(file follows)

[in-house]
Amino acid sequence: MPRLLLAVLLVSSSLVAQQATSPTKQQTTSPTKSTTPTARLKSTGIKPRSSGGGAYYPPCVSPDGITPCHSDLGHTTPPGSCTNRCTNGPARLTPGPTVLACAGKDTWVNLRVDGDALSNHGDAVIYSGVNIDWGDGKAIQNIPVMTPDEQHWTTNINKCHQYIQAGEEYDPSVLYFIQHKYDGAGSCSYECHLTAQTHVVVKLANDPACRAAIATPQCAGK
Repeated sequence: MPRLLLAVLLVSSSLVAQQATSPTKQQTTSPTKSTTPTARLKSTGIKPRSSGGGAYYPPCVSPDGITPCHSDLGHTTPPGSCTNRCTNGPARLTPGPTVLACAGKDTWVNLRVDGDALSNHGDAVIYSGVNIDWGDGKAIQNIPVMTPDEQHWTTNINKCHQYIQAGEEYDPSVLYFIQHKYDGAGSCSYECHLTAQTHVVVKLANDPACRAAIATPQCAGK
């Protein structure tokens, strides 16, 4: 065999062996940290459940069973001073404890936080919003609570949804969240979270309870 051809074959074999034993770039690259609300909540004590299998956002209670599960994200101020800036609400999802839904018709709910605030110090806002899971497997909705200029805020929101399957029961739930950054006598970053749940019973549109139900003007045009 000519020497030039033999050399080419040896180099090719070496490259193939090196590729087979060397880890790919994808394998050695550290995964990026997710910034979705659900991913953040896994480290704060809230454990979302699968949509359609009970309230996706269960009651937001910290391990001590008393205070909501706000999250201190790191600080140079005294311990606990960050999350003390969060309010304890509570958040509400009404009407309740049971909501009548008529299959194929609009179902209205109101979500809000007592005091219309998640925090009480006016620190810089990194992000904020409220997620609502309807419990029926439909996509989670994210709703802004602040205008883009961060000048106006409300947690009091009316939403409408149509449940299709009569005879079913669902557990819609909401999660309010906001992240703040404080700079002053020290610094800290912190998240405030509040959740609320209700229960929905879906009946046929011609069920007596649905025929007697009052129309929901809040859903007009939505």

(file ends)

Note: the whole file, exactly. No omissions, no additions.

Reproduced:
[in-house]
Amino acid sequence: MPRLLLAVLLVSSSLVAQQATSPTKQQTTSPTKSTTPTARLKSTGIKPRSSGGGAYYPPCVSPDGITPCHSDLGHTTPPGSCTNRCTNGPARLTPGPTVLACAGKDTWVNLRVDGDALSNHGDAVIYSGVNIDWGDGKAIQNIPVMTPDEQHWTTNINKCHQYIQAGEEYDPSVLYFIQHKYDGAGSCSYECHLTAQTHVVVKLANDPACRAAIATPQCAGK
Repeated sequence: MPRLLLAVLLVSSSLVAQQATSPTKQQTTSPTKSTTPTARLKSTGIKPRSSGGGAYYPPCVSPDGITPCHSDLGHTTPPGSCTNRCTNGPARLTPGPTVLACAGKDTWVNLRVDGDALSNHGDAVIYSGVNIDWGDGKAIQNIPVMTPDEQHWTTNINKCHQYIQAGEEYDPSVLYFIQHKYDGAGSCSYECHLTAQTHVVVKLANDPACRAAIATPQCAGK
């Protein structure tokens, strides 16, 4: 065999062996940290459940069973001073404890936080919003609570949804969240979270309870 051809074959074999034993770039690259609300909540004590299998956002209670599960994200101020800036609400999802839904018709709910605030110090806002899971497997909705200029805020929101399957029961739930950054006598970053749940019973549109139900003007045009 000519020497030039033999050399080419040896180099090719070496490259193939090196590729087979060397880890790919994808394998050695550290995964990026997710910034979705659900991913953040896994480290704060809230454990979302699968949509359609009970309230996706269960009651937001910290391990001590008393205070909501706000999250201190790191600080140079005294311990606990960050999350003390969060309010304890509570958040509400009404009407309740049971909501009548008529299959194929609009179902209205109101979500809000007592005091219309998640925090009480006016620190810089990194992000904020409220997620609502309807419990029926439909996509989670994210709703802004602040205008883009961060000048106006409300947690009091009316939403409408149509449940299709009569005879079913669902557990819609909401999660309010906001992240703040404080700079002053020290610094800290912190998240405030509040959740609320209700229960929905879906009946046929011609069920007596649905025929007697009052129309929901809040859903007009939505």